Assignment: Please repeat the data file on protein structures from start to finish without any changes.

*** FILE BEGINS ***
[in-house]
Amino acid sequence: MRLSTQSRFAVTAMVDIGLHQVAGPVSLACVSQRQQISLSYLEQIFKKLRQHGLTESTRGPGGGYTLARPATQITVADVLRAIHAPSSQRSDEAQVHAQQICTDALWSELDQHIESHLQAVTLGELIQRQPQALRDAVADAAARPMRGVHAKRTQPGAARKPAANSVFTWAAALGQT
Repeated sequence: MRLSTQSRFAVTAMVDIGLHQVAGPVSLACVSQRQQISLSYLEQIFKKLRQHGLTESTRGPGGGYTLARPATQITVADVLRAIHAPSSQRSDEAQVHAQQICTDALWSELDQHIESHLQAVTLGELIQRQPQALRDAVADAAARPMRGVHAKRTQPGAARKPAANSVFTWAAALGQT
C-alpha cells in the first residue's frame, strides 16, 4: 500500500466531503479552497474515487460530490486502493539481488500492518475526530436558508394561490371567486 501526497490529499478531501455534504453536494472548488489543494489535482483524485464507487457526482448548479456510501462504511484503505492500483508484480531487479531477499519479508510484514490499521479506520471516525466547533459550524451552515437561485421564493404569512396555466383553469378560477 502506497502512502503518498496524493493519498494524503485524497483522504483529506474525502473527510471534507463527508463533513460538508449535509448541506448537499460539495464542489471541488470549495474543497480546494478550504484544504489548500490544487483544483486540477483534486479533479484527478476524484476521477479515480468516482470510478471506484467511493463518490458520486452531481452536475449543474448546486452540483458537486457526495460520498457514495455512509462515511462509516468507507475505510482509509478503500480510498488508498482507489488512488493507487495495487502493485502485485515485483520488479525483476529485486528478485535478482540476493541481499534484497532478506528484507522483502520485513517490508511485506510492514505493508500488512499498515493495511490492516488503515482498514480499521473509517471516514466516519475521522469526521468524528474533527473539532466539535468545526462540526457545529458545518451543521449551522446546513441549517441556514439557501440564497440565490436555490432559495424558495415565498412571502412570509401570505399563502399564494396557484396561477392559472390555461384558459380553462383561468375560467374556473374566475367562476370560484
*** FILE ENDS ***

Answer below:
[in-house]
Amino acid sequence: MRLSTQSRFAVTAMVDIGLHQVAGPVSLACVSQRQQISLSYLEQIFKKLRQHGLTESTRGPGGGYTLARPATQITVADVLRAIHAPSSQRSDEAQVHAQQICTDALWSELDQHIESHLQAVTLGELIQRQPQALRDAVADAAARPMRGVHAKRTQPGAARKPAANSVFTWAAALGQT
Repeated sequence: MRLSTQSRFAVTAMVDIGLHQVAGPVSLACVSQRQQISLSYLEQIFKKLRQHGLTESTRGPGGGYTLARPATQITVADVLRAIHAPSSQRSDEAQVHAQQICTDALWSELDQHIESHLQAVTLGELIQRQPQALRDAVADAAARPMRGVHAKRTQPGAARKPAANSVFTWAAALGQT
C-alpha cells in the first residue's frame, strides 16, 4: 500500500466531503479552497474515487460530490486502493539481488500492518475526530436558508394561490371567486 501526497490529499478531501455534504453536494472548488489543494489535482483524485464507487457526482448548479456510501462504511484503505492500483508484480531487479531477499519479508510484514490499521479506520471516525466547533459550524451552515437561485421564493404569512396555466383553469378560477 502506497502512502503518498496524493493519498494524503485524497483522504483529506474525502473527510471534507463527508463533513460538508449535509448541506448537499460539495464542489471541488470549495474543497480546494478550504484544504489548500490544487483544483486540477483534486479533479484527478476524484476521477479515480468516482470510478471506484467511493463518490458520486452531481452536475449543474448546486452540483458537486457526495460520498457514495455512509462515511462509516468507507475505510482509509478503500480510498488508498482507489488512488493507487495495487502493485502485485515485483520488479525483476529485486528478485535478482540476493541481499534484497532478506528484507522483502520485513517490508511485506510492514505493508500488512499498515493495511490492516488503515482498514480499521473509517471516514466516519475521522469526521468524528474533527473539532466539535468545526462540526457545529458545518451543521449551522446546513441549517441556514439557501440564497440565490436555490432559495424558495415565498412571502412570509401570505399563502399564494396557484396561477392559472390555461384558459380553462383561468375560467374556473374566475367562476370560484